10% of NFS Servers Misconfigured
Monday, June 6, 2016 @ 03:06 PM gHale
By not updating and using older versions of the Network File System (NFS) protocol for data storage servers, system administrators are exposing private or sensitive files to the Internet.
NFS is the computer protocol that describes procedures on how to connect and access files via a network connection, usually on port 111 or 2049.
The protocol mainly sees use in enterprise environments where administrators enable central data storage files and allow employees to access it via NFS.
Misconfigurations in these servers, such as using insecure NFSv3 version over the NFSv4, or by leaving the server accessible via the Internet, can present big problems.
Security provider, Fortinet, said a quick scan using Shodan yielded tens of thousands of servers exposed via their NFS port. In addition, 10.6 percent (about one in ten) of all NFS servers were accessible without a password.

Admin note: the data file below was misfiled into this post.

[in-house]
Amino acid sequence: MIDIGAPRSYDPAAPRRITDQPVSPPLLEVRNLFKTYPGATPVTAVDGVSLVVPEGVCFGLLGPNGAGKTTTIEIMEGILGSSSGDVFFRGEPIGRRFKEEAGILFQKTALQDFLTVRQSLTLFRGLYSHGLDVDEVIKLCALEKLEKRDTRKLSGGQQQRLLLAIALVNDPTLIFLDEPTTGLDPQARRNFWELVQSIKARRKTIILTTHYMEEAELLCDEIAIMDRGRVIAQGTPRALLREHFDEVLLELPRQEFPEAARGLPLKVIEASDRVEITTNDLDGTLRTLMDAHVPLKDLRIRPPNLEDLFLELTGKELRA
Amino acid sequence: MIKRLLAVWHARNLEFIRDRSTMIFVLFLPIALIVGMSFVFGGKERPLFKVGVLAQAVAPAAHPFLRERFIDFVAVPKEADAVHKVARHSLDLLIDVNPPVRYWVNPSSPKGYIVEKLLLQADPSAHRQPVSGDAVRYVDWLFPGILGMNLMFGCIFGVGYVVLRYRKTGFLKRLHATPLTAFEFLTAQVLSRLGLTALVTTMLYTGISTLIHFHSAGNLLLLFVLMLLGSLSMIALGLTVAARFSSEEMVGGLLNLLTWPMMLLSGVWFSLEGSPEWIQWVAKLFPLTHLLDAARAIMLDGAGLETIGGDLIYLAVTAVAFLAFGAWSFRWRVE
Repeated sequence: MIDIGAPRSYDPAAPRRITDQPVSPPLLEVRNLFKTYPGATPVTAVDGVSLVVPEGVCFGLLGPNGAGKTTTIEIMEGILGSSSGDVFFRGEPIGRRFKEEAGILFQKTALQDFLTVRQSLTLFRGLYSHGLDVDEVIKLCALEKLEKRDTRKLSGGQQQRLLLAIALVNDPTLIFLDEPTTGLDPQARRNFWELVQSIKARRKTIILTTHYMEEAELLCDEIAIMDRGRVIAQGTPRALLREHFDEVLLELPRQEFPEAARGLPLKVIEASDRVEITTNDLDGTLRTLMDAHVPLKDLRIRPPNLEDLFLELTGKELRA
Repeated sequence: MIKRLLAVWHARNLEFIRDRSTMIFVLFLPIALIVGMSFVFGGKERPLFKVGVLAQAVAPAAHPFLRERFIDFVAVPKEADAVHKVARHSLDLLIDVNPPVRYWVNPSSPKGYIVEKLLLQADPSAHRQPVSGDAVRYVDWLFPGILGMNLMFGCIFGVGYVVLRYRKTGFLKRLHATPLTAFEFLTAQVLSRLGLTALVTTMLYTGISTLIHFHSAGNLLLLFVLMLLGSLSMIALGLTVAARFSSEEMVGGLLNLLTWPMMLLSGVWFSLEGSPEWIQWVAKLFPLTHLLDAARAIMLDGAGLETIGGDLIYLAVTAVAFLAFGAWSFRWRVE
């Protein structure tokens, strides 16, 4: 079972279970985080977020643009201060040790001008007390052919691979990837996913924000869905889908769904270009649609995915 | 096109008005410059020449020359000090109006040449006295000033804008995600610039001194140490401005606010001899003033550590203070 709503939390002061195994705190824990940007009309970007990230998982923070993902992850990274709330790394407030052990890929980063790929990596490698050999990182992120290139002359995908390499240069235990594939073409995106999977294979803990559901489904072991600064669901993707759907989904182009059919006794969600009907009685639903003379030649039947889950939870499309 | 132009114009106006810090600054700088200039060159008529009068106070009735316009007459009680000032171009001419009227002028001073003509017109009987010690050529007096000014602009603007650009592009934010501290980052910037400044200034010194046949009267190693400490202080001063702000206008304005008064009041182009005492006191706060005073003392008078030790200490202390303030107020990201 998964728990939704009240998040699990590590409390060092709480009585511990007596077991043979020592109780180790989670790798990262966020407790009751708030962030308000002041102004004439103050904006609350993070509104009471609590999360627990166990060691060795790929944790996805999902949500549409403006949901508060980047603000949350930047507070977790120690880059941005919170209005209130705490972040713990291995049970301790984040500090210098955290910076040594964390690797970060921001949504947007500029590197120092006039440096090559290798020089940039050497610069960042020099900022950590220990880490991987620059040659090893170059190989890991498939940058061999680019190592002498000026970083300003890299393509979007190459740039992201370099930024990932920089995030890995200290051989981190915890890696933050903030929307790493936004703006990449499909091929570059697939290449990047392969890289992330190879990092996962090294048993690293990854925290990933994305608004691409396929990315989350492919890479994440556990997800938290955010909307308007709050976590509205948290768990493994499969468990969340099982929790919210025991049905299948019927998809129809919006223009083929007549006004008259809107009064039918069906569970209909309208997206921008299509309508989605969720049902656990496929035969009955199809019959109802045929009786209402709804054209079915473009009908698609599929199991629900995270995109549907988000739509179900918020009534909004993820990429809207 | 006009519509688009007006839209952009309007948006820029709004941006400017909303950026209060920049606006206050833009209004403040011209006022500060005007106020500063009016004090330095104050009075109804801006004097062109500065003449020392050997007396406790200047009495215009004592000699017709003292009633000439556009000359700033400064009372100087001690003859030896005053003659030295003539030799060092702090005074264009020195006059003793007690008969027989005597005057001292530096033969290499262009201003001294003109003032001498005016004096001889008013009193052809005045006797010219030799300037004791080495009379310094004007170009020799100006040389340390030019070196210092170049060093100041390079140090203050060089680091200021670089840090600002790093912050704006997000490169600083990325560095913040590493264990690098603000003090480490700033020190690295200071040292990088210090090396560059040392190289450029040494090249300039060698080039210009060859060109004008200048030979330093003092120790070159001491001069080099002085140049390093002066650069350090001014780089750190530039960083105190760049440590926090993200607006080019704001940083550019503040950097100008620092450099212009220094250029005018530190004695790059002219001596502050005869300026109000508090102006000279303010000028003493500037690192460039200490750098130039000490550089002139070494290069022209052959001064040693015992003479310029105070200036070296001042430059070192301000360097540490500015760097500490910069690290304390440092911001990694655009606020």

The problem lies with using NFSv3, an outdated version of the protocol. For its latest release, NFSv4, the protocol has been modified to use Kerberos to provide a basic level of authentication, but there are still plenty of admins running the older version.
Fortinet’s Tien Phan said in the process of researching the issue he sometimes accessed the vulnerable servers and found all kinds of sensitive information. The list includes server logs, server backups, the source code of various websites, and server image files.
Most of these exposed servers were the U.S. (18,843 servers), China (11,608), France (10,744), Germany (7,188), and Russia (5,269).
Companies should issue a set of mitigation techniques in order to avoid exposing sensitive files online, Phan said in a blog post.
Companies should first switch to the newer NFSv4 protocol that provides a basic level of authentication.
If upgrading is not technically possible, administrators should use firewalls to block access to the servers based on an internal list of IP addresses, known to originate from inside the company.